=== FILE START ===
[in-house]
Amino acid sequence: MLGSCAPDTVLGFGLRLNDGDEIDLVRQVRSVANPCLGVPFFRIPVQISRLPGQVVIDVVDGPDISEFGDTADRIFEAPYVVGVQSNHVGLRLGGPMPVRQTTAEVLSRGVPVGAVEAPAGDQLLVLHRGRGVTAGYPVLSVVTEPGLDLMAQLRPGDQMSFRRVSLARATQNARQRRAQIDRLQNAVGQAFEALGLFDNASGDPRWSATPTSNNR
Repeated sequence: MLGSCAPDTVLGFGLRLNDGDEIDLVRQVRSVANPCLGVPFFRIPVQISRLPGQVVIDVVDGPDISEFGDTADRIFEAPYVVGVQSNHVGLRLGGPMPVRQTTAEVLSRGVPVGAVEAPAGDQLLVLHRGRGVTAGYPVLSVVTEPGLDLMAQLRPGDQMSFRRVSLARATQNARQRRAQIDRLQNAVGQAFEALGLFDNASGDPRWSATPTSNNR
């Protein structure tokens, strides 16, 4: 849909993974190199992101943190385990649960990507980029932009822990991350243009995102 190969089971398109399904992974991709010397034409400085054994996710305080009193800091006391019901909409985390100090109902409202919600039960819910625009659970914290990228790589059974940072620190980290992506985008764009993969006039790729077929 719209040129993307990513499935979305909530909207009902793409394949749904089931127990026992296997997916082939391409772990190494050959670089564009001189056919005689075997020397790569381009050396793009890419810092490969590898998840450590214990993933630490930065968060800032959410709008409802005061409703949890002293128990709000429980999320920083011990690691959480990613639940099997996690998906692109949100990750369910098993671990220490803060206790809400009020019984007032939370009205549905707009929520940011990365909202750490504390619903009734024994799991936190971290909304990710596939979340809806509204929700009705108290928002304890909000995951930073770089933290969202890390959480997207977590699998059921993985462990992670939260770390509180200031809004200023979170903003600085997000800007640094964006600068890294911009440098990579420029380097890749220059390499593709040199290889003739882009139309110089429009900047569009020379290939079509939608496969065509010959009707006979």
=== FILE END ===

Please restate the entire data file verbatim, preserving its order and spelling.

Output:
[in-house]
Amino acid sequence: MLGSCAPDTVLGFGLRLNDGDEIDLVRQVRSVANPCLGVPFFRIPVQISRLPGQVVIDVVDGPDISEFGDTADRIFEAPYVVGVQSNHVGLRLGGPMPVRQTTAEVLSRGVPVGAVEAPAGDQLLVLHRGRGVTAGYPVLSVVTEPGLDLMAQLRPGDQMSFRRVSLARATQNARQRRAQIDRLQNAVGQAFEALGLFDNASGDPRWSATPTSNNR
Repeated sequence: MLGSCAPDTVLGFGLRLNDGDEIDLVRQVRSVANPCLGVPFFRIPVQISRLPGQVVIDVVDGPDISEFGDTADRIFEAPYVVGVQSNHVGLRLGGPMPVRQTTAEVLSRGVPVGAVEAPAGDQLLVLHRGRGVTAGYPVLSVVTEPGLDLMAQLRPGDQMSFRRVSLARATQNARQRRAQIDRLQNAVGQAFEALGLFDNASGDPRWSATPTSNNR
């Protein structure tokens, strides 16, 4: 849909993974190199992101943190385990649960990507980029932009822990991350243009995102 190969089971398109399904992974991709010397034409400085054994996710305080009193800091006391019901909409985390100090109902409202919600039960819910625009659970914290990228790589059974940072620190980290992506985008764009993969006039790729077929 719209040129993307990513499935979305909530909207009902793409394949749904089931127990026992296997997916082939391409772990190494050959670089564009001189056919005689075997020397790569381009050396793009890419810092490969590898998840450590214990993933630490930065968060800032959410709008409802005061409703949890002293128990709000429980999320920083011990690691959480990613639940099997996690998906692109949100990750369910098993671990220490803060206790809400009020019984007032939370009205549905707009929520940011990365909202750490504390619903009734024994799991936190971290909304990710596939979340809806509204929700009705108290928002304890909000995951930073770089933290969202890390959480997207977590699998059921993985462990992670939260770390509180200031809004200023979170903003600085997000800007640094964006600068890294911009440098990579420029380097890749220059390499593709040199290889003739882009139309110089429009900047569009020379290939079509939608496969065509010959009707006979």